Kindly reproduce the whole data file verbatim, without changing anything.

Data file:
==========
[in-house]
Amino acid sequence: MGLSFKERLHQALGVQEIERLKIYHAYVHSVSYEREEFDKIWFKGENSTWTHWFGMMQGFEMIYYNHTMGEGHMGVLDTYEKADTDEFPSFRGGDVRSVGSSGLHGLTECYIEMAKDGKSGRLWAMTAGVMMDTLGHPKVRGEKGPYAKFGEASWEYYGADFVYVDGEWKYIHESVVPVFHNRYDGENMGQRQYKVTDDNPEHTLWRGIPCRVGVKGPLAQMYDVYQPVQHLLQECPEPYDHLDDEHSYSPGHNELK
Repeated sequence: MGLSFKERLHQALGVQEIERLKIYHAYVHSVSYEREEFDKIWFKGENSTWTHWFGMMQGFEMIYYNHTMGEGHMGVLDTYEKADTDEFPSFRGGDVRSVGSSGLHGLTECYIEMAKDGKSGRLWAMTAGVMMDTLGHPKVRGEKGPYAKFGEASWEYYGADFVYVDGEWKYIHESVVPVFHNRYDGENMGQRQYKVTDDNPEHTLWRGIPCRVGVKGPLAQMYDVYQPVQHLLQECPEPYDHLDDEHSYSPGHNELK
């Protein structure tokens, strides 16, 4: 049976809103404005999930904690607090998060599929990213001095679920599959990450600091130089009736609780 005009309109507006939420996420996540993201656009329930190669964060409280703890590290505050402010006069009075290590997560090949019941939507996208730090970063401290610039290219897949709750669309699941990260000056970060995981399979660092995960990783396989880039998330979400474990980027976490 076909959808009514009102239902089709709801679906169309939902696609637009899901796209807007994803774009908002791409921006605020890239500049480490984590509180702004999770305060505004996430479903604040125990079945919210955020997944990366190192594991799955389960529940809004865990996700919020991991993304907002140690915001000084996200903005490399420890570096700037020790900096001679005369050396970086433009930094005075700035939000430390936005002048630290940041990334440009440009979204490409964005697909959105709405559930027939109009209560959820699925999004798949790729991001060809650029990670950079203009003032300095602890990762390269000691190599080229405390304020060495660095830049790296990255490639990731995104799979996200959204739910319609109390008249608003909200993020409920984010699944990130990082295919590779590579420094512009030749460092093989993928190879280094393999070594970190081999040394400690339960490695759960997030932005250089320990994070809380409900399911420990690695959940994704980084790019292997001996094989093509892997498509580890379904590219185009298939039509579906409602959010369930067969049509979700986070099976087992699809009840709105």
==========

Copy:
[in-house]
Amino acid sequence: MGLSFKERLHQALGVQEIERLKIYHAYVHSVSYEREEFDKIWFKGENSTWTHWFGMMQGFEMIYYNHTMGEGHMGVLDTYEKADTDEFPSFRGGDVRSVGSSGLHGLTECYIEMAKDGKSGRLWAMTAGVMMDTLGHPKVRGEKGPYAKFGEASWEYYGADFVYVDGEWKYIHESVVPVFHNRYDGENMGQRQYKVTDDNPEHTLWRGIPCRVGVKGPLAQMYDVYQPVQHLLQECPEPYDHLDDEHSYSPGHNELK
Repeated sequence: MGLSFKERLHQALGVQEIERLKIYHAYVHSVSYEREEFDKIWFKGENSTWTHWFGMMQGFEMIYYNHTMGEGHMGVLDTYEKADTDEFPSFRGGDVRSVGSSGLHGLTECYIEMAKDGKSGRLWAMTAGVMMDTLGHPKVRGEKGPYAKFGEASWEYYGADFVYVDGEWKYIHESVVPVFHNRYDGENMGQRQYKVTDDNPEHTLWRGIPCRVGVKGPLAQMYDVYQPVQHLLQECPEPYDHLDDEHSYSPGHNELK
């Protein structure tokens, strides 16, 4: 049976809103404005999930904690607090998060599929990213001095679920599959990450600091130089009736609780 005009309109507006939420996420996540993201656009329930190669964060409280703890590290505050402010006069009075290590997560090949019941939507996208730090970063401290610039290219897949709750669309699941990260000056970060995981399979660092995960990783396989880039998330979400474990980027976490 076909959808009514009102239902089709709801679906169309939902696609637009899901796209807007994803774009908002791409921006605020890239500049480490984590509180702004999770305060505004996430479903604040125990079945919210955020997944990366190192594991799955389960529940809004865990996700919020991991993304907002140690915001000084996200903005490399420890570096700037020790900096001679005369050396970086433009930094005075700035939000430390936005002048630290940041990334440009440009979204490409964005697909959105709405559930027939109009209560959820699925999004798949790729991001060809650029990670950079203009003032300095602890990762390269000691190599080229405390304020060495660095830049790296990255490639990731995104799979996200959204739910319609109390008249608003909200993020409920984010699944990130990082295919590779590579420094512009030749460092093989993928190879280094393999070594970190081999040394400690339960490695759960997030932005250089320990994070809380409900399911420990690695959940994704980084790019292997001996094989093509892997498509580890379904590219185009298939039509579906409602959010369930067969049509979700986070099976087992699809009840709105």